Karzai condemns NATO airstrike that killed eight Afghan children
Afghan President Hamid Karzai "strongly condemned" a NATO airstrike that killed at least eight children in eastern Afghanistan, a palace statement said Thursday, DPA reported.
An investigation was also launched into the incident, which took place in Geyawa village in the Nejrab district of Kapisa province on Wednesday, the statement said.
President Karzai has assigned a delegation led by advisor Haji Mohammad Zaher Safi and a number of lawmakers and representatives from various Afghan ministries to launch "an all-out probe into the NATO bombing," the statement said.
"President Karzai contacted the provincial governor and inquired more on the incident and telephoned the mourning families and expressed his deepest sympathies and condolences," the statement said.
Lieutenant Commander James Williams, a spokesman with the NATO-led international forces confirmed the incident saying a joint NATO assessment team was investigating the circumstances.
Civilian casualties due to NATO airstrikes have been a serious issue of contention between the Afghan president and his western military allies.
Meanwhile, Karzai extended the deadline for handover of the US-run Bagram prison to Afghan control by a month.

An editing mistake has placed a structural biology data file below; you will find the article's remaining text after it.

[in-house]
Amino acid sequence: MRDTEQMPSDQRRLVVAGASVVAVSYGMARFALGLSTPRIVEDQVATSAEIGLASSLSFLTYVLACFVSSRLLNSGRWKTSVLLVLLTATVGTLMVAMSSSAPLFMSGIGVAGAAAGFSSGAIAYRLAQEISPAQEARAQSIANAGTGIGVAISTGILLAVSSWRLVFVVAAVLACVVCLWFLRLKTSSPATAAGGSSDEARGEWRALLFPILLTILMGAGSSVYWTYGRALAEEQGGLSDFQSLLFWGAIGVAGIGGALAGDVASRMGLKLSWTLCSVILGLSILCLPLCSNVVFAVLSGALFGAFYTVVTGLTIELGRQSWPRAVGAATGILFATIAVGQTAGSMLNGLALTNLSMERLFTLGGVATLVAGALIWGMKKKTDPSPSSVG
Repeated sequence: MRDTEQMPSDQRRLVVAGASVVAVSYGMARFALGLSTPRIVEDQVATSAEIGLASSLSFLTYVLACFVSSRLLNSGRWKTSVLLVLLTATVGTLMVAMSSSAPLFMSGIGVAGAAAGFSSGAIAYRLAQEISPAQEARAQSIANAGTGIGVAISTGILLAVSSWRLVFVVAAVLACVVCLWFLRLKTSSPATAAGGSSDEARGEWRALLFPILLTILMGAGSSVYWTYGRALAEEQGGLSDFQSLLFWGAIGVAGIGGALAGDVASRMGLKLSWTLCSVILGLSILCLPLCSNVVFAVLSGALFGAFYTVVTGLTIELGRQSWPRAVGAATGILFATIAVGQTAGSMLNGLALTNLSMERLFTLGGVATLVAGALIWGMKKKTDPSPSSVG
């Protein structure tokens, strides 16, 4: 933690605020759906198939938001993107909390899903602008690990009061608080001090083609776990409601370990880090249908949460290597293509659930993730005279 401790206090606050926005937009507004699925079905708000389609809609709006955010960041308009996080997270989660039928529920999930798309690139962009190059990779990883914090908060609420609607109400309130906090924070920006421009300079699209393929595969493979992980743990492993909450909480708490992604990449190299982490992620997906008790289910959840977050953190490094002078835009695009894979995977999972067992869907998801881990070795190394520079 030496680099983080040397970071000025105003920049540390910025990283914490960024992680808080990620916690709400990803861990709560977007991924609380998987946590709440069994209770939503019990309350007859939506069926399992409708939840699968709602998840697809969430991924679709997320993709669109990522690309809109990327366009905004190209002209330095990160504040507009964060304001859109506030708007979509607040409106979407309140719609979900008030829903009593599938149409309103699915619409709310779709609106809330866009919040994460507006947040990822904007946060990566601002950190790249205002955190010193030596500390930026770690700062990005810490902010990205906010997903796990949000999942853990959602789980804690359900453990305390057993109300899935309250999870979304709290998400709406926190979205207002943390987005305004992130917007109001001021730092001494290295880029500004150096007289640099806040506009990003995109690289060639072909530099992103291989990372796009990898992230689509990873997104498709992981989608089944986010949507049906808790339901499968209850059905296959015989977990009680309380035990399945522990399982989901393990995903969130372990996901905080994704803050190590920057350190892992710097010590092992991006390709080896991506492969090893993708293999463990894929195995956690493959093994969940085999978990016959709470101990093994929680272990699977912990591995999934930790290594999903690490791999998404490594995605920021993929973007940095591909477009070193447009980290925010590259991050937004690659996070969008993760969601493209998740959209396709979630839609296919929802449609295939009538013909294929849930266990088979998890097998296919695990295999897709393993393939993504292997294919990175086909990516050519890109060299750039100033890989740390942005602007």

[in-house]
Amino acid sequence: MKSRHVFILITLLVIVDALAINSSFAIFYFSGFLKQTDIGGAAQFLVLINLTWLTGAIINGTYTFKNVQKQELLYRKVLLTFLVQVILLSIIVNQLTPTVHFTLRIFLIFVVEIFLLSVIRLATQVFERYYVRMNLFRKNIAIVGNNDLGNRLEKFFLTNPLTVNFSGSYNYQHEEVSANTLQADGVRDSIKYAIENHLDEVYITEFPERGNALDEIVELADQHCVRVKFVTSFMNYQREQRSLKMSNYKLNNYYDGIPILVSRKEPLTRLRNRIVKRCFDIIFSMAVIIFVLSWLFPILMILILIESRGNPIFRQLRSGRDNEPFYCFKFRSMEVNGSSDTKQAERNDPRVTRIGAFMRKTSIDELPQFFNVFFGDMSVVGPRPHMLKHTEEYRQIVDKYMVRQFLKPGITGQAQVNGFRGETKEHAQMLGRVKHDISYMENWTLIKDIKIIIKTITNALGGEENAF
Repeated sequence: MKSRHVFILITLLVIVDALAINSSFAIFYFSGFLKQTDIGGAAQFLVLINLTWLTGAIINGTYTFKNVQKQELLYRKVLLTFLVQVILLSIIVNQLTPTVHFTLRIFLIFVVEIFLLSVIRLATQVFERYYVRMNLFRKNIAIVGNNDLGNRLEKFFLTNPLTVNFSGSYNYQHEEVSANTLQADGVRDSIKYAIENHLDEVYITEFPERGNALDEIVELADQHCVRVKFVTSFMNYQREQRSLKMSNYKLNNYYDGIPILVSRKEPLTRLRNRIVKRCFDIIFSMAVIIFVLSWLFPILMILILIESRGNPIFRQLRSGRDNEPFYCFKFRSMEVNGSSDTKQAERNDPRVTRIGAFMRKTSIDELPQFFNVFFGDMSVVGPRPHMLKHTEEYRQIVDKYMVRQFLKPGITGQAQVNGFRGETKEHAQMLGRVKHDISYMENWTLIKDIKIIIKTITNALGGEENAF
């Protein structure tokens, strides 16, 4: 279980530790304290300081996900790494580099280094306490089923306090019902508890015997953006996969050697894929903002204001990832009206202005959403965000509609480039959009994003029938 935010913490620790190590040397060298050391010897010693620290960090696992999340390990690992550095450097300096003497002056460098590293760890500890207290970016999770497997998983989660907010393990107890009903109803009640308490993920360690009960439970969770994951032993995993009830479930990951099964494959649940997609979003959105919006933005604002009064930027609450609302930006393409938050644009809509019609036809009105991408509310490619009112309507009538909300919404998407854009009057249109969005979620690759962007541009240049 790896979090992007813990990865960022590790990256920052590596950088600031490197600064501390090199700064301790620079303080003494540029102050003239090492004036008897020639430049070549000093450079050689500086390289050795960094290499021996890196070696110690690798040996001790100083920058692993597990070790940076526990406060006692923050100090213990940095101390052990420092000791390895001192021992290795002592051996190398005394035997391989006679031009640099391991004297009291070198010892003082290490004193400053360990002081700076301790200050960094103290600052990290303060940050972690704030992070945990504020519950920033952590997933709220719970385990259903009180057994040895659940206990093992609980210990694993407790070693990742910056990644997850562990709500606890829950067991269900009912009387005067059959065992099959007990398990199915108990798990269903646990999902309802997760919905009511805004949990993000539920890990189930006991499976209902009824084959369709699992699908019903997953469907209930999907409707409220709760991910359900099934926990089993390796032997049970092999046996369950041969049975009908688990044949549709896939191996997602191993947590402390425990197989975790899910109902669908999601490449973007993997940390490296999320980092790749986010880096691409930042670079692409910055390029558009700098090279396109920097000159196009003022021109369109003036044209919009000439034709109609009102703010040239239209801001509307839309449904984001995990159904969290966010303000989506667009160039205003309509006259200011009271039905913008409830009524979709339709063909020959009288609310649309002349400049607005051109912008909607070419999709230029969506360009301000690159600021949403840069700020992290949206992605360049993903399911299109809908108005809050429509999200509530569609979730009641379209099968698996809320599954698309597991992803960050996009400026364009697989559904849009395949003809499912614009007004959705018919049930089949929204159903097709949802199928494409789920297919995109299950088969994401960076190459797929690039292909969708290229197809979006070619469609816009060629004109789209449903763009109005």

Last month, Karzai said that the United States should hand over control of the prison to Afghan authorities within a month, after a scathing report by an Afghan commission cited "many cases of violations of (the) Afghan Constitution and other applicable laws of the country, the relevant international conventions and human rights."
Close to 600 inmates have been either released or transferred to Afghan authorities, a palace statement said. "However, the handover of the control of the prison is yet to take place," it said.
Mark Thornburg, a US embassy spokesman, said the United States was willing to work with the Afghan government on the transition of authority. But he did not confirm if control would be handed over in another month.
Hundreds of Taliban insurgents are incarcerated in Bagram prison. Human rights organizations and some former detainees have said that some of the prisoners are ill-treated and some kept in solitary confinement.
Observers say Karzai wants control over the prison in order to gain a better negotiating position with the Taliban.